Paddling off without taking some basic precautions is like hitting the trail without the Ten Essentials. Why temp fate? If you’d like to enjoy many happy returns on your kayaking adventures, then follow these simple safety guidelines:
- Plan a trip within your capabilities
- Research local hazards and weather
- Create and share a float plan
- Bring essential safety gear
- Dress for immersion
- Don’t go solo
Plan a Trip Within Your Capabilities
When you’re a newer paddler, it’s smart to minimize possible complications when you choose a destination. Look for these attributes as you plan:
- Calm, flat water: rapids and surf are for experts
- Small bodies of water: big ponds and little lakes
- Popular with other paddlers: They might be able to help if you get into trouble.
- Not popular with power boats: Better yet, go where they’re prohibited.
- Destinations where you have a tailwind on the way home: That does mean, though, that you’ll have a headwind on the way there.
- Routes that keep you close to shore: Shorelines are more interesting, anyway.
Bring Essential Safety Gear
- PFD: Your personal flotation device should fit snugly and always be on—and there’s never a kayak outing where you can forgo the PFD.
- Whistle: Attach it to your PFD. One blast is for attention; three blasts is “help.” If you forget how many, just keep blasting away until a rescuer arrives.
- Communication Device: If you’ll ever be out of whistle range of someone on shore, you need another way to call for help. If cell coverage is stellar everywhere, you can bring a cellphone in a waterproof case. Otherwise you need a VHF radio.
- Bilge Pump: Handy when your bottomside is in a puddle; vital if you capsize and have a boatful of H20 to purge.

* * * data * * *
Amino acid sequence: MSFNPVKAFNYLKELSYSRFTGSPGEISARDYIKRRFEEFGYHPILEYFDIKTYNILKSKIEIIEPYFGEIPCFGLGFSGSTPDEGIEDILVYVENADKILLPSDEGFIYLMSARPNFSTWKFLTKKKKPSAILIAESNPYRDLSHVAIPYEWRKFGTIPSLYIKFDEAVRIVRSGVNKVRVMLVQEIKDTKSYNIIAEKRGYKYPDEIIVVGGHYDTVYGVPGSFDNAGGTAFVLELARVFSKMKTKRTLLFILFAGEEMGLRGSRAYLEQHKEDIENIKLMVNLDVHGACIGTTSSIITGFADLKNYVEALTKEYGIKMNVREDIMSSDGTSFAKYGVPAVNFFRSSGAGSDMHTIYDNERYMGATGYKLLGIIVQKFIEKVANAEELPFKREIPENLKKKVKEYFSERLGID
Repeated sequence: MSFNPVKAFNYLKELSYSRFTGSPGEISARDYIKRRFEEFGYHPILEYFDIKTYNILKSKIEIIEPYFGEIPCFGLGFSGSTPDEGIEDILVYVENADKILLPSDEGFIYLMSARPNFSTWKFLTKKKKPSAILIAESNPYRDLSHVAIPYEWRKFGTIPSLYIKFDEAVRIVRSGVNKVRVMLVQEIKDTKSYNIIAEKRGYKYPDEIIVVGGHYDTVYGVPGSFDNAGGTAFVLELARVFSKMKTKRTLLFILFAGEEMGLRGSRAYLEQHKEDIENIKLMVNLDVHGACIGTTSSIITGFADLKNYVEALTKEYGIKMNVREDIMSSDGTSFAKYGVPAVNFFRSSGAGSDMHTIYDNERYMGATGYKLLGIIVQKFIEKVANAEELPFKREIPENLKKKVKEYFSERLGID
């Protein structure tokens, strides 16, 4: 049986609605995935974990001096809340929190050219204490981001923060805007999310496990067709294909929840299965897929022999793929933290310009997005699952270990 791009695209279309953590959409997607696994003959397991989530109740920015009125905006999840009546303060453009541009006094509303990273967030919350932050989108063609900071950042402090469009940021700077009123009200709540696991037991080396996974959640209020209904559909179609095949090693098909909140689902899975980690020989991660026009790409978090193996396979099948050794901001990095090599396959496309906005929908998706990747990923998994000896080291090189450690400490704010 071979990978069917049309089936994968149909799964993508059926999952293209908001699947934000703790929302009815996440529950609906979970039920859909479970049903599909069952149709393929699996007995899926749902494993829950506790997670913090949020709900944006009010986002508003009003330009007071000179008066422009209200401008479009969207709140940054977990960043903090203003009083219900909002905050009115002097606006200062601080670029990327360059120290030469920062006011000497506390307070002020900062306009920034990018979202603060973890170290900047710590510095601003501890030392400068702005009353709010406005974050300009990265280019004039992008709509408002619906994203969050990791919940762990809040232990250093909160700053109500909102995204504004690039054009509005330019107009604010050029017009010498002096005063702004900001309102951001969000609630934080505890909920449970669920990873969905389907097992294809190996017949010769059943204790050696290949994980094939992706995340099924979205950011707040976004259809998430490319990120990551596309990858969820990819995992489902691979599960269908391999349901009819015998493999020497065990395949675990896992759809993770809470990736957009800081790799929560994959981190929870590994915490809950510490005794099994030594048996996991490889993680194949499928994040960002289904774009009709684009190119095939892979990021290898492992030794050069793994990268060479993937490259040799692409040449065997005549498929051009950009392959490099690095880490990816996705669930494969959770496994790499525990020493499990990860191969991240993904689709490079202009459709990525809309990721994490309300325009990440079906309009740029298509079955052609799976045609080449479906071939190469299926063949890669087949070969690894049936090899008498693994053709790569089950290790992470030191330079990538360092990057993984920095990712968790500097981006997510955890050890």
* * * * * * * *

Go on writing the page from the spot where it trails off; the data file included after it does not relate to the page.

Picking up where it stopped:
- Spare Paddle: One per paddler is best, though a group can also share one or two spares.
- Paddle Float: This self-rescue gear requires training to use. (If the group’s rescuer can’t help you, you’ll have to rescue yourself.)
- Towline: in case someone can’t get to shore on their own.
- Headlamp: in case you’re out longer than you anticipated.
The list above includes the minimum safety gear we recommend. For a more comprehensive list, plus other essentials, see our kayaking checklist.
Dress for Immersion
When the water temperature is above 60 degrees, a wetsuit might still be in order. A rule of thumb is that the combined air and water temperature must be above 120 degrees for you to leave the wetsuit at home. For a full discussion, read What to Wear Kayaking.
Don’t Go Solo
Keep Your Group Close: It’s not helpful to have buddies if the group stretches out into a series of solo paddlers. Everyone should be within earshot (or a whistle blast) of another paddler at all times.
Research Local Weather and Hazards
Local Hazards: Gather some intel from a knowledgeable source. Does the wind always come up in the afternoon? Are there any tricky currents or unexpected swells or underwater hazards? Check with the government agency that patrols the water, or with local paddling shops and paddling clubs.
Avoiding Collisions: Big boats often can’t see kayaks, so self-preservation dictates that you paddle like you never have the right of way. Here’s a simple way to tell if you’re on a collision course if you notice a boat coming toward you:
- Note the other vessel’s position on a clock (your heading is 12 o’clock).
- Continually recheck the vessel’s position to see if its clock position has changed.
- If not, you’re on a collision or near-collision course: Turn your boat until the other vessel moves to another position on the clock face. You can also stop and let them pass.
- Technically, a vessel coming from behind is responsible for avoiding you. Keep a close eye on it, though, and make course corrections if it doesn’t.
Create and Share a Float Plan
- Who? The names of everyone in the group, plus contact info for each.
- Where? Put-in and take-out locale(s); plus the planned route.
- When? Launch and return times, and when to notify the authorities if you’re late.
- What? An action plan if you’re out past that final deadline.
Leave your plan with the person who will miss you soonest. Your parents might care more, but a housemate might notice sooner that you’re not back. Also leave copies of the plan in your vehicle and your kayak (in case your boat gets separated from you).